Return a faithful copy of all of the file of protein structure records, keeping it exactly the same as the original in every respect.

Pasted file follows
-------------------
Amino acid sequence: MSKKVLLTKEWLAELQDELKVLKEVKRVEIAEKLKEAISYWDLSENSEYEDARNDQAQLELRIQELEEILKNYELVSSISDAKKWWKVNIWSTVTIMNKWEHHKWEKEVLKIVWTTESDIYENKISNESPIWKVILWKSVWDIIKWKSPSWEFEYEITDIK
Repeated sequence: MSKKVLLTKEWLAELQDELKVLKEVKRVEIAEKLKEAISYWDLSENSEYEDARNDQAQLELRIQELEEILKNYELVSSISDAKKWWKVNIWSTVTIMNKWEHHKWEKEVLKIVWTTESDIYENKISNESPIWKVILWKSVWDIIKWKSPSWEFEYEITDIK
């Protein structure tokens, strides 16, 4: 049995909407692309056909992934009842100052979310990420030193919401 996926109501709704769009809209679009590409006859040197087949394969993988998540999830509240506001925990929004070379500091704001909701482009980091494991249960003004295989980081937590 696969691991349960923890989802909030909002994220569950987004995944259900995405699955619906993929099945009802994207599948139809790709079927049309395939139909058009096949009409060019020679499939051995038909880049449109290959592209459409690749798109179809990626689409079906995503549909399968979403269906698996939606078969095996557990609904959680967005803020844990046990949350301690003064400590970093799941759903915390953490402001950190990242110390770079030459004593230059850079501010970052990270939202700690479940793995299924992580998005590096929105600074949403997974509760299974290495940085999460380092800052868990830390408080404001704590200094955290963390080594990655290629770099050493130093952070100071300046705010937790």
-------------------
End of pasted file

Amino acid sequence: MSKKVLLTKEWLAELQDELKVLKEVKRVEIAEKLKEAISYWDLSENSEYEDARNDQAQLELRIQELEEILKNYELVSSISDAKKWWKVNIWSTVTIMNKWEHHKWEKEVLKIVWTTESDIYENKISNESPIWKVILWKSVWDIIKWKSPSWEFEYEITDIK
Repeated sequence: MSKKVLLTKEWLAELQDELKVLKEVKRVEIAEKLKEAISYWDLSENSEYEDARNDQAQLELRIQELEEILKNYELVSSISDAKKWWKVNIWSTVTIMNKWEHHKWEKEVLKIVWTTESDIYENKISNESPIWKVILWKSVWDIIKWKSPSWEFEYEITDIK
């Protein structure tokens, strides 16, 4: 049995909407692309056909992934009842100052979310990420030193919401 996926109501709704769009809209679009590409006859040197087949394969993988998540999830509240506001925990929004070379500091704001909701482009980091494991249960003004295989980081937590 696969691991349960923890989802909030909002994220569950987004995944259900995405699955619906993929099945009802994207599948139809790709079927049309395939139909058009096949009409060019020679499939051995038909880049449109290959592209459409690749798109179809990626689409079906995503549909399968979403269906698996939606078969095996557990609904959680967005803020844990046990949350301690003064400590970093799941759903915390953490402001950190990242110390770079030459004593230059850079501010970052990270939202700690479940793995299924992580998005590096929105600074949403997974509760299974290495940085999460380092800052868990830390408080404001704590200094955290963390080594990655290629770099050493130093952070100071300046705010937790």